• Further pictures 4
  • Notes 5
  • References 6
  • External links 7

History

Artist's impression (1831) by W. Harris, of the Hansom & Welch design, as entered into the competition to design the building. The original is on display there.

Two sites were considered by the Birmingham Street Commissioners for the construction of a concert hall in the city; Bennetts Hill and the more expensive Paradise Street site. The latter was chosen and a design competition was launched which resulted with the submission of 67 designs including one by Charles Barry, whose design for the King Edward's School on New Street was then under construction.

[6] However, Hansom went bankrupt during construction, having tendered too low. The contractors were also losing money. Three guarantors donated money for the building; W. P. Lloyd, John Welch and Edward Tench. With the injection of this money, the building was successfully opened for the delayed Music Festival on 7 October 1834, despite the building still being unfinished. During construction, on 26 January 1833, two workers were killed when a 70-foot crane constructed to install the roof trusses broke and the pulley block failed. John Heap died instantly and Win. Badger died a few days later from his injuries. They were buried in St Philip's churchyard and a memorial, consisting of a pillar base made by one of the workmen for the Town Hall, was dedicated to them. Architect Charles Edge was commissioned in 1835 to repair weaknesses to the design of the building. He was also commissioned for the extension of the building in 1837 and again in 1850.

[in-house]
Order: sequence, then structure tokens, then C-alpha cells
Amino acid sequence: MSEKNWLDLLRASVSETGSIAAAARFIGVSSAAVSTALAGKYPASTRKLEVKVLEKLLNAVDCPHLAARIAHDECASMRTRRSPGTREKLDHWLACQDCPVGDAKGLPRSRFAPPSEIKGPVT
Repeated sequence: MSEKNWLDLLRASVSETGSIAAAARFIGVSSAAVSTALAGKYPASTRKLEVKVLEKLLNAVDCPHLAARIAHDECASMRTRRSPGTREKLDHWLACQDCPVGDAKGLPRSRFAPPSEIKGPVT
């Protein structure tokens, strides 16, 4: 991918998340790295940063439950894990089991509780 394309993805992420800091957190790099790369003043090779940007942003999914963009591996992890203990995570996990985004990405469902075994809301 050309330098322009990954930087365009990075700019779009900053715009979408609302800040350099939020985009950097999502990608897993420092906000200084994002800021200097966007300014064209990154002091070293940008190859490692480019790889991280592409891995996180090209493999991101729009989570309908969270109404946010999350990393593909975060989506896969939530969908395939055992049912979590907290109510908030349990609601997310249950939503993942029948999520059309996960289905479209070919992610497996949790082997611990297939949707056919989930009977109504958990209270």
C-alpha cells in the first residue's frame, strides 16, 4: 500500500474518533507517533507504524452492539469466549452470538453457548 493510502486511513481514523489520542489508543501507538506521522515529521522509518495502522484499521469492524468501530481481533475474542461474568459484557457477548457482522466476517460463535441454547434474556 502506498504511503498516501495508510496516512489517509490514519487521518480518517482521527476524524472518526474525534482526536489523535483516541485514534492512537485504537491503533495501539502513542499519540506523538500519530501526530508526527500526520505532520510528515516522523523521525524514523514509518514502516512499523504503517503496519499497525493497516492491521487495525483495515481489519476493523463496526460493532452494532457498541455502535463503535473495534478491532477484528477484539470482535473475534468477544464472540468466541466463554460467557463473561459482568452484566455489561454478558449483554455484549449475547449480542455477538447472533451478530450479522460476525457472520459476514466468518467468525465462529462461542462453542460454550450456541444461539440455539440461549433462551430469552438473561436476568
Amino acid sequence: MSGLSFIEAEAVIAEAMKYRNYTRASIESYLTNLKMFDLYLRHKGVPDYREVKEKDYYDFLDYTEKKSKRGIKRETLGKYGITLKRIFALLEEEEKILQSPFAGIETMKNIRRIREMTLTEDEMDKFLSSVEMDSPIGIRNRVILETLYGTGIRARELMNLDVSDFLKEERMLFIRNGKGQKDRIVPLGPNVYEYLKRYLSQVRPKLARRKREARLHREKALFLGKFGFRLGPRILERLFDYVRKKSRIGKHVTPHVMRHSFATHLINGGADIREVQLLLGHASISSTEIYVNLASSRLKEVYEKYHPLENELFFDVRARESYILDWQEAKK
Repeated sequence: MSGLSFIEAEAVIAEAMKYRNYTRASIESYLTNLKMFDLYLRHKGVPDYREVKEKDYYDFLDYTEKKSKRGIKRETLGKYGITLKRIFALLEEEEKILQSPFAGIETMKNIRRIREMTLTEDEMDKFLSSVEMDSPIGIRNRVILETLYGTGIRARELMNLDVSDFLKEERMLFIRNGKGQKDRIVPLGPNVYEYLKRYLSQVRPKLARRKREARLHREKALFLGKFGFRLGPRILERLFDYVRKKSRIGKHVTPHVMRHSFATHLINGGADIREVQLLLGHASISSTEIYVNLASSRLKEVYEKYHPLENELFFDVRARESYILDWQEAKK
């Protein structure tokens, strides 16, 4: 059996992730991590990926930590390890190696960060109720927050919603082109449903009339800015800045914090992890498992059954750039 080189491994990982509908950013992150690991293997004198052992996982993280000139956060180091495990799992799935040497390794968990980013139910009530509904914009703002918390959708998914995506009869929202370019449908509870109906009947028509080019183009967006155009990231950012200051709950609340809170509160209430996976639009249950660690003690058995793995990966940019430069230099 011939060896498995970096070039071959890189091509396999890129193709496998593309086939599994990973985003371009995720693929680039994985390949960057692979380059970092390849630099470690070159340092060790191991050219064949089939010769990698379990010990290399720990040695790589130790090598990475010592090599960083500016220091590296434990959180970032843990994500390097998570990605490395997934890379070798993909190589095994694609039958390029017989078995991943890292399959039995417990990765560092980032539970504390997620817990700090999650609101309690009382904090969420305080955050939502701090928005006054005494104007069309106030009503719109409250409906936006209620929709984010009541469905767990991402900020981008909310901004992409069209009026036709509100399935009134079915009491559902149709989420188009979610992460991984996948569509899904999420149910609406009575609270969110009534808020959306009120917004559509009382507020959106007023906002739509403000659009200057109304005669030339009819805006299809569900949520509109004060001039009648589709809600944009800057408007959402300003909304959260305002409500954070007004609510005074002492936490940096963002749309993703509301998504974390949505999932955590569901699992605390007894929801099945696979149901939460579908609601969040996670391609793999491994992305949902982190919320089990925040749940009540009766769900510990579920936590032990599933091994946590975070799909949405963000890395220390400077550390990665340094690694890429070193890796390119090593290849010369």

The interior of the hall pictured in 1845.

Charles Dickens gave public readings here to raise money for the Birmingham and Midland Institute, and Mendelssohn's Elijah and Elgar's The Dream of Gerontius both received their premieres in the hall. Sir Arthur Sullivan's "Overture di Ballo" was also premièred here in August 1870, as part of the Triennial Musical Festival which commissioned new works for every season. The hall was the home venue for the City of Birmingham Symphony Orchestra from 1918 until 1991 when they moved to Symphony Hall.